Recording Conversations in the Workplace

September 8, 2020

Video Transcript

Good morning. My name is Nicholas Kennedy and I’m an employee rights and discrimination attorney here at QuatriniRafferty. Today I want talk to you about recording conversations. With everyone having smartphones nowadays, it’s easy to do. It’s easy to record a verbal conversation or to record a telephone call and actually this video right now is being recorded on a cellphone, so it’s everywhere and admittedly, this is more of a criminal law issue than an employment law issue but I see it in the employment law context, and that’s why I want to talk about it today because a lot of my clients who I speak to, they record conversations with either human resources, their supervisor, or coworker because there are very challenging issues that can arise in the workplace.

There are issues of discrimination and harassment and a lot of concerning conversations and very serious conversations that you can have in the workplace and a lot of people want to record that, so they have a record of it. But the issue is in Pennsylvania, we have a wiretapping law, most states have a form of this law and Pennsylvania is what’s called a two-party consent state. Some states are one-party consent state, but what a two-party consent state is or what that means is that all parties who are part of the conversation have to consent to the recording. So, it’s not just good enough that you yourself want to record it. You have to get the consent of the other individual and if you don’t get their consent, whether it’s an in-person conversation or a telephone conversation, you’re actually committing a felony by recording that conversation. And now there are exceptions to that rule. Primary one, it’s not really an exception, but it relates to the person who you’re recording. If they don’t have a what’s called a reasonable expectation of privacy. That means is if you’re at let’s say a conference, a work conference or you’re listening to a public speaker. They don’t have an expectation of privacy. They’re speaking to a large group of folks; they know that their words are being seen by many people.

They don’t expect it to remain private. And so, it would not be illegal to record a conversation in that circumstance. But it doesn’t necessarily mean that if there’s multiple people it, it’s okay to record it. It really just depends on the context. But most conversations in the workplace, it will be yourself and a co-worker, yourself and your boss, or maybe human resources and your boss, and in that circumstance. Typically, there would be an expectation of privacy on all on all sides and as a result, if you record that conversation then you’re committing as a described a felony criminal act another exception to the rule is that. If you believe that an act of violence by the person you’re recording if they’re committing an act of violence or going to commit an act of violence or have committed an act of violence and you’re recording will lead to evidence of that act of violence. Then that’s okay and that exception. Thankfully, and hopefully you don’t ever have to be in a situation in a workplace where an act of violence is an issue. So, if that beyond that exception with the act of violence, you should steer clear of recording conversations.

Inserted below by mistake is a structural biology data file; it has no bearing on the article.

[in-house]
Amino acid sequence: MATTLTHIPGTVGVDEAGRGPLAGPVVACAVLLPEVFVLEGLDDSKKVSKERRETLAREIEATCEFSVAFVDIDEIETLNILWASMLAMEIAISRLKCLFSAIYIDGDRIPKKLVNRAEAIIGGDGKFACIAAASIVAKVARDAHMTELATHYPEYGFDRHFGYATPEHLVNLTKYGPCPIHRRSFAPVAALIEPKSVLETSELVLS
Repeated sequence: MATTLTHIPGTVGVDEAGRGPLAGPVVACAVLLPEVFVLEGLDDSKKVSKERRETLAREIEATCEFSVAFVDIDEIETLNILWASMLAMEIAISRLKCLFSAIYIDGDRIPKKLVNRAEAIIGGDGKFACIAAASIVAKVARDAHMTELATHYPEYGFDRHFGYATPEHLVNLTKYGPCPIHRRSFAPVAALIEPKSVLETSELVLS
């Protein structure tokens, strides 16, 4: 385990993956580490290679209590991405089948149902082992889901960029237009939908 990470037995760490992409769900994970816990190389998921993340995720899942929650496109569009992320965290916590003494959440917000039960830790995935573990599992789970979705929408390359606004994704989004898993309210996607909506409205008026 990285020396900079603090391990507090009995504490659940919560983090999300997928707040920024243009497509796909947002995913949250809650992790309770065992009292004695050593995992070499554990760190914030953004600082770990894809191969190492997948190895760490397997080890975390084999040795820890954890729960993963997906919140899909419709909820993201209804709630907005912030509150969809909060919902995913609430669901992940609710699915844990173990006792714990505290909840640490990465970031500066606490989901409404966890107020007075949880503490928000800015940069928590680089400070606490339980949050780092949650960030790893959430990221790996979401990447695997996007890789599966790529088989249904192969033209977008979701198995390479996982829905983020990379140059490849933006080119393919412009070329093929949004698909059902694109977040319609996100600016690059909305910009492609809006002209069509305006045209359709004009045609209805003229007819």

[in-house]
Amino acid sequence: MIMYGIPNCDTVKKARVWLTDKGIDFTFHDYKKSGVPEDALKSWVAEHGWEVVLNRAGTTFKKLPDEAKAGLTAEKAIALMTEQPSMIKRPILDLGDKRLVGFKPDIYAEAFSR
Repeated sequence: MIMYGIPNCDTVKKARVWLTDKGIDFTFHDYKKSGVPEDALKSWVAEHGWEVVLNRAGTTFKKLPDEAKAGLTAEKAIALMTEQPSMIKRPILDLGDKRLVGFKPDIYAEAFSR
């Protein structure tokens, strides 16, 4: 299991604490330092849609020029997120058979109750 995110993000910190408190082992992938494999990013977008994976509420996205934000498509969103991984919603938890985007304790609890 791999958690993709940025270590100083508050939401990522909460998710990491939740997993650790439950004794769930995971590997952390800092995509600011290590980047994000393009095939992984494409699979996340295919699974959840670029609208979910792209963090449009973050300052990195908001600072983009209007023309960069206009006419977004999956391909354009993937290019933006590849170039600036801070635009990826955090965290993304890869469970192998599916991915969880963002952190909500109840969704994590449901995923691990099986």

What I tell my clients is you can ask to take notes, or you can take notes shortly after the conversation, just when your memory is fresh. It’s a good practice to do and that’s completely legal to do that but just resist the urge to turn on your cell phone and start the voice memo or voice recording of that conversation because even if it’s the best evidence ever of discrimination or some other illegal acts in the workplace, I won’t be able to use it because it was recorded illegally. And I won’t be able to listen to it because it’s not only a crime to record the conversation. It’s a crime to play it for someone else and it’s a crime to use it in any fashion. So, there’s different uses and so you can continue to commit crimes beyond the recording. If you record it and then you share it, you play it for someone else, that second act is a crime in and of itself.

So, I understand the urge a lot of my clients do it and it’s a natural reaction because you know we live in a world where everything is documented and we’re told to document everything to be thorough and to protect ourselves but do not give in to that urge to record those conversations and if you ever have any doubt, if you’re ever having a meeting coming up or anything that’s going on in the workplace and you want to talk to me about it prior to that, I would strongly encourage that. I’m happy to speak to any of our clients or any folks out there who have any concerns about what’s going on in the workplace and we can talk about you know the potential for recording and the issues that come with that. So, kind of dealing with a crossover issue today of criminal law and employment law, but I think it’s a very important one and I hope everyone stays safe out there and feel free to give us a call. If you have any employment law issues. Thank you.